herbs, and you get an entire half a chicken, but the breast arrived
far too dry. Brine that puppy, perhaps? The Club Flat Iron Steak
($19) sat under a (yikes, too plentiful) scoop of peppercorn butter,
and while ordered medium rare showed up pretty darned rare. I dig
rare, so I was cool with it, but some folks would have had to send
are a couple fish dishes as well, but I didn’t see
anything overtly vegetarian, except the salads, sides, or mac & cheese.
I’m sure you veggies could ask the kitchen to whip something
up. Mains come with a choice of sides, like (yay!) tender horseradish
spaeztle, spinach, or my inner (English) old lady’s personal
fave were the delicious mushy peas with mint.
had to investigate the Kobe Beer Rib Sloppy Joe ($15), which
is made with the rib meat between the back ribs—props for
the clever use of the scraps. But not qualifying it as “American
Kobe” was a small peeve. I have a feeling this dish will
leave folks divided. It’s darned rich, to be expected, and
the sweet sauce infused with clove, cinnamon, and other spices
might be too fragrant for some, while others will simply love its
sloppy meaty Manwich-ness.
It’s all homey fare, and designed to be approachable and
satisfying. While nothing made me do total back flips, in the end,
it’s not really that style of food, in part because it’s
so familiar. As for the kinks, I imagine it’s only going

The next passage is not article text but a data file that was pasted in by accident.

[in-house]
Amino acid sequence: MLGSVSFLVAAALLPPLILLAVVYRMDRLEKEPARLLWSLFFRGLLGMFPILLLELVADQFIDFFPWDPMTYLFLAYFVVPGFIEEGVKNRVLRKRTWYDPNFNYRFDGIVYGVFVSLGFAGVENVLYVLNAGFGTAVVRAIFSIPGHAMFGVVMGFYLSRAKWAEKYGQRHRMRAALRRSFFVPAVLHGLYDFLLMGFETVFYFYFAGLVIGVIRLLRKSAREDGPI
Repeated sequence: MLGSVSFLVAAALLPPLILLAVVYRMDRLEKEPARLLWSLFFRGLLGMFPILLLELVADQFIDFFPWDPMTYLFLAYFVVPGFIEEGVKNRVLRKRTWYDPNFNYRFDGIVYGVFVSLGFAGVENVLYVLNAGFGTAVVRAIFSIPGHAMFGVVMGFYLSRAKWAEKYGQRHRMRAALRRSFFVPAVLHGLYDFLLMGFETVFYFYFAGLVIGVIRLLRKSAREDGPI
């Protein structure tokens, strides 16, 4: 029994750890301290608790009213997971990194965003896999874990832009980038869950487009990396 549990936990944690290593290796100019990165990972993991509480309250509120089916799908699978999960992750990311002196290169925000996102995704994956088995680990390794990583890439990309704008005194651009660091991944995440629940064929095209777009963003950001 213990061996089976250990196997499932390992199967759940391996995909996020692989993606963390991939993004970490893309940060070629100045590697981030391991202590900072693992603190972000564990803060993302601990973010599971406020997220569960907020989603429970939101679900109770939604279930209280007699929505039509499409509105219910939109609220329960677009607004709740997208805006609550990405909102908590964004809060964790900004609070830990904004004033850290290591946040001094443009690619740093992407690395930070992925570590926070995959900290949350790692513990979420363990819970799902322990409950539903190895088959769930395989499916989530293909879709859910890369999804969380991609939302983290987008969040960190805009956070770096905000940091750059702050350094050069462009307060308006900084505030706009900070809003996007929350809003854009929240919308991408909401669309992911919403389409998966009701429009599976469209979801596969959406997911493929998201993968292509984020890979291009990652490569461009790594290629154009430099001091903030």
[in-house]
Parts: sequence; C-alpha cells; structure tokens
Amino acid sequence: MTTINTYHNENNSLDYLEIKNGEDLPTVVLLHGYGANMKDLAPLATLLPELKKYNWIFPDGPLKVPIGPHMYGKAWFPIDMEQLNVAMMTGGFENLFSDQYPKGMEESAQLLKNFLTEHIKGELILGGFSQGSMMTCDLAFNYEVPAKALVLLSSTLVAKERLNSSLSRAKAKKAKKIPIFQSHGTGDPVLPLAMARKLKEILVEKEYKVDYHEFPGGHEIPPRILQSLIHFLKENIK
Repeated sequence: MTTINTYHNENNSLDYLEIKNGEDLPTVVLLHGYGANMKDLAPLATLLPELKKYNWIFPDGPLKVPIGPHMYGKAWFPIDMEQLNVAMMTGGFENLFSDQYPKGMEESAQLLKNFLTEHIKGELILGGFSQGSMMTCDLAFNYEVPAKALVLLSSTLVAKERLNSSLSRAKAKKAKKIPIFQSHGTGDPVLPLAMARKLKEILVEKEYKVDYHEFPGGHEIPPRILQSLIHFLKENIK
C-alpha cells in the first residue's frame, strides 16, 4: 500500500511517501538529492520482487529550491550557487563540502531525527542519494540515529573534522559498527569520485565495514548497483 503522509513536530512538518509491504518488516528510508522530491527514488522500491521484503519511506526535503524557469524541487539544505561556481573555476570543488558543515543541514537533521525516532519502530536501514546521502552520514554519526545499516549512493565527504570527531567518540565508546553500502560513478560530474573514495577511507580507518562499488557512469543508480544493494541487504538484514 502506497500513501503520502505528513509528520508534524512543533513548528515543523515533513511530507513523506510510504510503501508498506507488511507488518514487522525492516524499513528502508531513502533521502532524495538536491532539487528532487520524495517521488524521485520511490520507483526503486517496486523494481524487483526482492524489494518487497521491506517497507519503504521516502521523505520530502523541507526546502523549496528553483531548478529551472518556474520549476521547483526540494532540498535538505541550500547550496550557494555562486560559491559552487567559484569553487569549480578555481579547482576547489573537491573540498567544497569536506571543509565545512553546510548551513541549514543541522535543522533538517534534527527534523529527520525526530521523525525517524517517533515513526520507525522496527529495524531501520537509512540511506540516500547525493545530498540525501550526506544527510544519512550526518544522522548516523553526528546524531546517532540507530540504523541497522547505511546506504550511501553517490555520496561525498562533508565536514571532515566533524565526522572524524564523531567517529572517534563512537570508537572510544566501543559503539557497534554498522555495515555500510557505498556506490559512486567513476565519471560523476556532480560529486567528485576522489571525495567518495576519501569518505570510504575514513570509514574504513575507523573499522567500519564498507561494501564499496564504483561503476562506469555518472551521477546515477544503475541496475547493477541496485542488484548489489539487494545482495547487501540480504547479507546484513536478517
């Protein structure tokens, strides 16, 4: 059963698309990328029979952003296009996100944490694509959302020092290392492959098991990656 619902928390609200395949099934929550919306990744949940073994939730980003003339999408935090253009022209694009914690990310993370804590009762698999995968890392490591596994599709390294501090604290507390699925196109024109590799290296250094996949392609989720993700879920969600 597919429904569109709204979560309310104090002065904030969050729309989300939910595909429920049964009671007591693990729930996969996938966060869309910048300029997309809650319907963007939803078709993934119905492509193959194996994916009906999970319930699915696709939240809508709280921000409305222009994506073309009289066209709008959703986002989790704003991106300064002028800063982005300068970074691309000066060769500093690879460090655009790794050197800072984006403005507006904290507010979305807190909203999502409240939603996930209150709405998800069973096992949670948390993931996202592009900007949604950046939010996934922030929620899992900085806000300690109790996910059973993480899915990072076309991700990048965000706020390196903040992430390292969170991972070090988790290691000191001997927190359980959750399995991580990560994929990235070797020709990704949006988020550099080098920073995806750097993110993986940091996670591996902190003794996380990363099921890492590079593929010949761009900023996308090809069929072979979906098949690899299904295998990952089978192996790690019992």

to get better as they hit their stride.
will say dessert got me totally fired up. The baked-to order
Chocolate Cupcakes (all desserts $7) with the crunchy croccante
topping were très charmant, and the lemon meringue special
with layers of curd and cake and cream was lemony bliss—no
wonder it sells out. The Banana Cream Pie is more like a little
tart instead of a big ole wedge of pie, with custard and cubes
of banana covered in a fluffy hat of cream and a couple curls of
hazelnut chocolate. One forkful and the whole things falls down,
but it all ends up tasting delicious in your mouth. There are also
$4 sides, like Chocolate Pudding, or Vanilla Parfait too.
expect to see so many European choices on the tight wine list,
with about one choice for each varietal (except the biggies like
chard, pinot and zin, which each had a couple wineries to choose
from). The price range has something for everyone, including
five whites and five reds available in a glass or half carafe
size, plus there is a house white (chard) and red (cab).
trot around in aprons that reminded me of striped railroad hats
or coveralls, plus they sport a red tie and white shirt. Snappy.
While friendly and fun, many don’t quite have it all together
yet—again, in time I believe it will be a tighter ship. While
you are waiting for your dessert menu to arrive, or your bill,
you can admire a number of thoughtful details, like the cute carafes,
and the red and white tea towels instead of napkins. Or the purse
hooks by the sinks in the ladies room (why thank you), the red
and white floral dessert plates the Tangs actually kept from their
first restaurant, groovy coasters, even the vintage postcard that
arrives in the red embossed check holder at the end all point to
a larger vision and foresight that I am confident knows where everything
ought to be.
attractions: weeknight suppers with dishes like brisket and suckling
pig, lunch, and dining on the large outdoor patio in the back
(plus clambakes and barbecues out there). Oh, and happy hour.
A bonus that’s in effect now is the ample free parking.
Score. There is also a spacious private room for parties. I also
heard of some folks doing total buyouts of the restaurant, which
would make for one heck of a party space (if you’re loaded